Passing for White: Race, Religion, and the Healy Family, 1820-1920
by James M. O’Toole
Reviewed by John Edward “Ed” Murphy
I first learned of the Healy family in January 1959, when I paged through the new 12 month Catholic calendar. Each month was devoted to a 19th century Catholic who made a significant contribution to American Catholic life. One of the individuals was James Augustine Healy. The short description said that James Healy was the first American negro (the acceptable term for Blacks or African Americans in 1959) to be ordained a priest; and that he later became Bishop of Portland Maine (certainly another first), where he provided distinguished leadership in pastoral work, education, social advocacy, and public welfare. The commentary went on to report that James was born in Georgia to an Irish-born white father and a black slave woman. Nothing was mentioned of any siblings, the names of his parents, or how he got from Georgia to Maine.
My immediate reaction was a mild (to myself) comment, “Isn’t that interesting.” Over the years I learned more bits and pieces about the famous Irish-American Healy family — and what a family! I learned that two other Healy brothers were prominent American priests — the Jesuit, Patrick Francis Healy, being the one time president of Georgetown University; and Alexander Sherwood Healy, a canon law expert in the diocese of Boston. From James Michner’s Alaska, I learned that that another Healy sibling, Michael Healy, was a famous captain of the BEAR, a US Coast Guard in vessel operating in the Alaskan waters. And later still I learned that two Healy sisters became nuns with one of them attaining the rank of mother Superior in her community.
But then I learned so much more from Passing for White: Race, Religion, and the Healy Family, 1820-1920 by James M. O’Toole.
Indeed the founder of this family was Michael Morris Healy, born in Ireland (Galway or Roscommon) in 1796. Sometime in the early 1800s he acquired land near present day Macon Georgia, and became a cotton plantation owner. And yes he acquired slaves to work the plantation, including one Eliza Clark.
Unlike other slave owners, Michael did not have a wife in the big house and a concubine in the slave quarters. Laws during the slavery era prohibited interracial marriages, but Michael and Eliza carried out their family life as husband and wife until their death in 1850 (Eliza’s death preceded Michael’s by about three months.) Their union produced ten children — nine of whom survived to adulthood. (One died in infancy)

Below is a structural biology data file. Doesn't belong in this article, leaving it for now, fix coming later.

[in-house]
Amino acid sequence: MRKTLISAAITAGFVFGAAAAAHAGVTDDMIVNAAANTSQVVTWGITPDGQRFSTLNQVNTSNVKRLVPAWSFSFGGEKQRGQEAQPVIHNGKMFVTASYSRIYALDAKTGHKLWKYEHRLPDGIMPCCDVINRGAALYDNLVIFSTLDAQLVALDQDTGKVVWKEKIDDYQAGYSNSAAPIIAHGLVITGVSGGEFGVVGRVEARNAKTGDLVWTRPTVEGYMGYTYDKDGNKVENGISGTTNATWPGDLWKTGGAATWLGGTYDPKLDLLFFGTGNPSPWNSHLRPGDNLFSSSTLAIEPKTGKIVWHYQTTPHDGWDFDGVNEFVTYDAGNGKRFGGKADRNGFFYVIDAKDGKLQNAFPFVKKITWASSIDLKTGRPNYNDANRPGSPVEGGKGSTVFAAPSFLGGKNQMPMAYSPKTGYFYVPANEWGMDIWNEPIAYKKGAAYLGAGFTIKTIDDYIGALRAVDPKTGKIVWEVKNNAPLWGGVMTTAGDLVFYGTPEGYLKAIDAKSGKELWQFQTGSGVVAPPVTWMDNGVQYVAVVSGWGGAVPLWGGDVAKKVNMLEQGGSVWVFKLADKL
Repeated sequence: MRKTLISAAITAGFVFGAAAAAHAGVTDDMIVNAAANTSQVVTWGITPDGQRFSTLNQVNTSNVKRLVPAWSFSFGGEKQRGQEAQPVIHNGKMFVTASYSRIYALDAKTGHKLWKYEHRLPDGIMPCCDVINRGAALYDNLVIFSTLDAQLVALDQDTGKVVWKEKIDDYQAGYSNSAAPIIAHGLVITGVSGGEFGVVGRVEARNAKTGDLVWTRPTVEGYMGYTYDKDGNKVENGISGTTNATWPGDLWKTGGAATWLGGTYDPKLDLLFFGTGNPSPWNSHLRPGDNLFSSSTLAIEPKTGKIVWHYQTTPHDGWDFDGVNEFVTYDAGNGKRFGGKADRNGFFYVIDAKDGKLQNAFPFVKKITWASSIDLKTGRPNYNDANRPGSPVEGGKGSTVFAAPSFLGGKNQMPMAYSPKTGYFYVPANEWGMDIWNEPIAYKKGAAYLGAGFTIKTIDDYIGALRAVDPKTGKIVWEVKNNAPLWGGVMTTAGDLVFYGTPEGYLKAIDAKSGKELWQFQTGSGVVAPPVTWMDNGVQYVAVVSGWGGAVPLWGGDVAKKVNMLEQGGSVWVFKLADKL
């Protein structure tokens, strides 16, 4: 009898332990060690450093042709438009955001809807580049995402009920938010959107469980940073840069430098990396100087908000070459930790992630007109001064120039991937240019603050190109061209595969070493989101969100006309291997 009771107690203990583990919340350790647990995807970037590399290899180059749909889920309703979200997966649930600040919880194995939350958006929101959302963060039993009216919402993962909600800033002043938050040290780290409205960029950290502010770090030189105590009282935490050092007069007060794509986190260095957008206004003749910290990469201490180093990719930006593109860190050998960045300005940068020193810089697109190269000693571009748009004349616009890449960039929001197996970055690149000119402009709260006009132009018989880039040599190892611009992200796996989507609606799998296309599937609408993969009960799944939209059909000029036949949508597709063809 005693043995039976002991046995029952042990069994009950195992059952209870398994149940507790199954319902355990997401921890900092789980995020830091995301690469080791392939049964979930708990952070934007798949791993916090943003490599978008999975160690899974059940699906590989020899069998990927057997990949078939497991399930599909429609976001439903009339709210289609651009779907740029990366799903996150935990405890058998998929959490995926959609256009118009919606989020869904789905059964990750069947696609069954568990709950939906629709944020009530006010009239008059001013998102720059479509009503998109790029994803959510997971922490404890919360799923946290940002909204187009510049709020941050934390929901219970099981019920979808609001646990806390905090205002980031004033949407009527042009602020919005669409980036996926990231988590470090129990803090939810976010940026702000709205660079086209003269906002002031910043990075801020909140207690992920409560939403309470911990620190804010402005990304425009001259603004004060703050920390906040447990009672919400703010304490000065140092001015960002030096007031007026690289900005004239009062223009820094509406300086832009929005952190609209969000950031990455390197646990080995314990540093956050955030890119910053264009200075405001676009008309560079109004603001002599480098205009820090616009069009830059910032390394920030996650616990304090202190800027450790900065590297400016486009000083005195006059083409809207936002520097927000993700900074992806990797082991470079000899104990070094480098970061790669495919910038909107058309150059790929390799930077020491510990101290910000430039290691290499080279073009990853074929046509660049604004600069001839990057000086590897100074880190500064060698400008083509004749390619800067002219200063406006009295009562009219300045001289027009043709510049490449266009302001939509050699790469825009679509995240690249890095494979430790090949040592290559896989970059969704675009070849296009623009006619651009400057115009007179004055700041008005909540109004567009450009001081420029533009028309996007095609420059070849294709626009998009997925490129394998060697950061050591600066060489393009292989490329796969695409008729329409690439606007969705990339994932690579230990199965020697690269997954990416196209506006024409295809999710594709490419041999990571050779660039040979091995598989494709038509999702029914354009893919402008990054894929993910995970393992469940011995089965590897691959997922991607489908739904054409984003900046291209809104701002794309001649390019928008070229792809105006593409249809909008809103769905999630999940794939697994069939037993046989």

The Healy children were never treated as slaves, but under contemporary Georgia law, they were indeed slaves. Why? A person’s slave-status was determined from the status of the mother. Knowing this, Michael Healy began to send children North for their schooling. James was first to move North, followed by brothers Sherwood, Patrick, Hugh (another brother), Michael, and sister Martha Ann. Later, after the death of the parents in 1870 the younger children Amanda Josephine, Eliza Dunamore, and Eugene moved North — with Hugh’s able assistance.
All this was happening when the Fugitive Slave Act was the law of the land. Technically all the Healys were runaway slaves subject to apprehension and the law’s subsequent Draconian consequences.
Hugh was the only one of the Healy siblings to ever return to Georgia. By returning in 1851 to retrieve three youngest siblings he placed himself at great personal risk. Under the Fugitive Slave Act, a Black person living north of the Mason Dixon line was at great personal risk. But the risk of a Black person, technically a runaway, returning to Macon Georgia!
O’Toole goes on to chronicle the many achievements and to a lesser extent the disappointments of the Healy clan. I won’t list them in this review. Read them for yourself. But the title, Passing for White .. gives us a hint of the Healys’s lives in 19th century Catholic America. According to O’Toole the Healys did not deny or hide their black origin, many know of it. But the Healys managed to redefine themselves Irish-Catholic Americans.
But that’s enough from me. O’Toole’s Passing for White .. Is a fascinating, well written, and well-researched (34 pages of end notes and a 17 page Bibliography) work. I don’t want to give away the entire book’s content. Learn for yourself about this distinguished Irish-American and African-American family.
Falls Church, Virginia, U.S.A.